I had the honor of making two public presentations in recent days, one to second grade students at the impressive Yeshiva Beth Yehudah in Southfield, Michigan; and the other, to students and members of the public at the University of Maryland.
The first gig was dearer to me, since the members of my audience were people not set in their ways and thus open to my message, which was about what makes kids kids and grownups grownups. (The boys shared various ideas and I, mine: Awareness of Consequences – hey, it’s never too early to learn a new word.) But the class has a wonderful Rebbi and really didn’t need my own input.
By contrast, the audience at the second presentation, which was sponsored by the Gildenhorn Institute for Israel Studies, included many middle-aged and older members, less open to changing their attitudes, which are largely and unfortunately detached from the Jewish mesorah. They were proud Jews, to be sure, but with an assortment of misguided notions of just what living Jewish really means.
And yet, from the sentiments conveyed by attendees who approached me after my participation in a panel discussion of whether there is a divide between American Jews and Israel, the presence of an unabashedly Orthodox participant in the day-long program was appreciated. And I am grateful to Professor Paul L. Scham, the institute’s executive director, for inviting my participation. Especially since other parts of the day included a strident speech by the president of the New Israel Fund and what struck me as an attempt to upholster the deck chairs on a theological Titanic by the head of the American Reform movement.
On the panel, I attempted some humor to convince the audience that underneath my black suit (and sefirah-overgrown beard) was a normal human being. Then I made a serious case, that a connection to authentic Judaism empowers dedication to the Jewish presence in Eretz Yisrael – and that the demographics of the American Jewish community, which indicate a clear waning of non-Orthodox movements and a waxing of Orthodoxy, heralds a stronger pro-Israel future American Jewry.
And I took the opportunity to assert that the true preserver of the Jewish people, and the true ensurer of its integrity and unity is our mutual religious heritage.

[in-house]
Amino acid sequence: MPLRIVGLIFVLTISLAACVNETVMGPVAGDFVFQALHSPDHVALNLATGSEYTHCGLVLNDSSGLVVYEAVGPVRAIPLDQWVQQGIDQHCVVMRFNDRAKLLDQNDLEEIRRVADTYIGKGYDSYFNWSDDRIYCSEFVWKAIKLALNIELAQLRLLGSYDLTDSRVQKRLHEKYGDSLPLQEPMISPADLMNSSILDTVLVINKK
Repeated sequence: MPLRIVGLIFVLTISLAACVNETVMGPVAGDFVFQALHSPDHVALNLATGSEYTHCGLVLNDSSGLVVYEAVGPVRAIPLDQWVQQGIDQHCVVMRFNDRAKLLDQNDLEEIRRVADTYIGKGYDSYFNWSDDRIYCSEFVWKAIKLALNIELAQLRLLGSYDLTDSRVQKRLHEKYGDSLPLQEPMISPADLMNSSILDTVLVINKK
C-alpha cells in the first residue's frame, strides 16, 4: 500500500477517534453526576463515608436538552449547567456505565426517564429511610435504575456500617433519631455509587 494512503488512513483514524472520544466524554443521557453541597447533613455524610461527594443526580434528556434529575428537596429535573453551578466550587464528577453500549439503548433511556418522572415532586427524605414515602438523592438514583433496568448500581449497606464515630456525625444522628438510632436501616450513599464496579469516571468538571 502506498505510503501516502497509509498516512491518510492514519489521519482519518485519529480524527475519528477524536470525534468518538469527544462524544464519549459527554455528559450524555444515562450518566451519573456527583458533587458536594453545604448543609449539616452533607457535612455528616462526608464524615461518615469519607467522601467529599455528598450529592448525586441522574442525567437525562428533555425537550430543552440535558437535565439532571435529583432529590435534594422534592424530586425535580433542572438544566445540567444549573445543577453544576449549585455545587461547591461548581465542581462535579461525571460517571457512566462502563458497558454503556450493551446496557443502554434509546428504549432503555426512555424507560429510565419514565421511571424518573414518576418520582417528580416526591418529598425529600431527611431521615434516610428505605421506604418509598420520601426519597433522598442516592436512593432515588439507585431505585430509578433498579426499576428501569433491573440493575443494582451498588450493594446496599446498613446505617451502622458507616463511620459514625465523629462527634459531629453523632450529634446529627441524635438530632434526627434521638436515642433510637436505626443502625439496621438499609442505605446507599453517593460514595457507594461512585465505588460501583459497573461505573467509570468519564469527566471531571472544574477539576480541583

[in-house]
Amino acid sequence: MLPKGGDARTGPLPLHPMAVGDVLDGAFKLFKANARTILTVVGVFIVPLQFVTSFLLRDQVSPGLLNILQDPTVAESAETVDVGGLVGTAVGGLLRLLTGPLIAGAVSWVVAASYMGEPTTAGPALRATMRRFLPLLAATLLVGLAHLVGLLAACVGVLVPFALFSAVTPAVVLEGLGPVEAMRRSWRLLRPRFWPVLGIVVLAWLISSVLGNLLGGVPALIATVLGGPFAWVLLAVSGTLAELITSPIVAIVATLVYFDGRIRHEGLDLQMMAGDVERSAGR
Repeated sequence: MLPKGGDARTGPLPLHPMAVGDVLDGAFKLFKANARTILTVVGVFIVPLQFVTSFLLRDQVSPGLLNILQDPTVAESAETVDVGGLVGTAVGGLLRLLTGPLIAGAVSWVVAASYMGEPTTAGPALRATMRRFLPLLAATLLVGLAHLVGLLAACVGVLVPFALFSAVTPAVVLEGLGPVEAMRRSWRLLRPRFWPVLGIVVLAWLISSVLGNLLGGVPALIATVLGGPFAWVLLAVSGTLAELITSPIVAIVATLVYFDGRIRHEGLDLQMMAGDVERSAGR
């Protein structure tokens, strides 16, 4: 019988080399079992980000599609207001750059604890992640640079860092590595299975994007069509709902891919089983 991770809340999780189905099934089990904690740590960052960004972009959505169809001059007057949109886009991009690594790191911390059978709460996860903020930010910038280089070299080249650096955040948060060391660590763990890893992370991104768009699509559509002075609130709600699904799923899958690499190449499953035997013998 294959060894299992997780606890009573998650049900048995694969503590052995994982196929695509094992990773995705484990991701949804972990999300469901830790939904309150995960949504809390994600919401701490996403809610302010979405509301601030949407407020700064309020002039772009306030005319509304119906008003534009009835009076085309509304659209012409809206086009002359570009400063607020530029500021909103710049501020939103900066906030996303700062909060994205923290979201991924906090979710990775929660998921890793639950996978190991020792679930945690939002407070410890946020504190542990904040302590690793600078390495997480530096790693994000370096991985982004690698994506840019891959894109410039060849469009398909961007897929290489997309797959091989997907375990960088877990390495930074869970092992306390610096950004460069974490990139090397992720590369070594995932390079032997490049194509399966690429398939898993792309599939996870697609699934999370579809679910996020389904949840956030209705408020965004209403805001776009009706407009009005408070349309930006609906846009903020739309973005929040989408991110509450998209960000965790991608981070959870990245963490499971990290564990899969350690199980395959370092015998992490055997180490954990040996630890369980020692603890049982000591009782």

In that context, I highlighted groups like Partners in Torah, and the way they non-judgmentally bond Jews through the study of traditional Jewish texts. I cited the example of my wife, who has for years studied weekly by phone with an intermarried Jewish woman in Arizona whom she has not yet met.
I knew I wouldn’t likely convince those present who were long invested in Reform or secular Jewish culture. But planting seeds, I learned from my years in chinuch, is always a worthy thing. Sometimes seedlings sprout down the line.
The best part of such conferences, though, is the opportunity they present to speak with Jews whom I would otherwise not likely ever meet. I cherish those chances to engage fellow Jews very different from me in friendly conversation. (And there’s always the amusement afforded by the reaction of the inevitable question about my college alma mater; when informed that I just managed to graduate high school and thereafter studied only in yeshivah, the questioner seems shocked that I speak English competently.)
The most memorable conversation I had at this particular conference was with a lady somewhat older than I and with a very serious demeanor who recounted an experience she had had over Pesach, on the street of a Florida city where she had spent the holiday.
She described how she went for a walk on the first day of Pesach, in clothing suited to the climate, and saw a man, whom she described as “a Satmar Chassid in a big fur hat,” coming toward her from the opposite direction.
“And I said to him,” she told me, “‘Gut yontiff.’”
My “justification mode” kicked right in and I prepared to explain to her how there are different norms in different communities, and that some Jewish men, out of tzenius concerns, don’t address women directly, and how, in other circumstances, surely, the gentleman would have acted differently…
But as my head was churning out the hasbarah, she continued her story, describing how the man stopped, smiled at her and – here she imitated the man’s motions – bowed to her three times, and heartily said “Gut Yom Tov! Gut Yom Tov! Gut Yom Tov!”
It was worth all the time and shlep and speeches just to hear that account.
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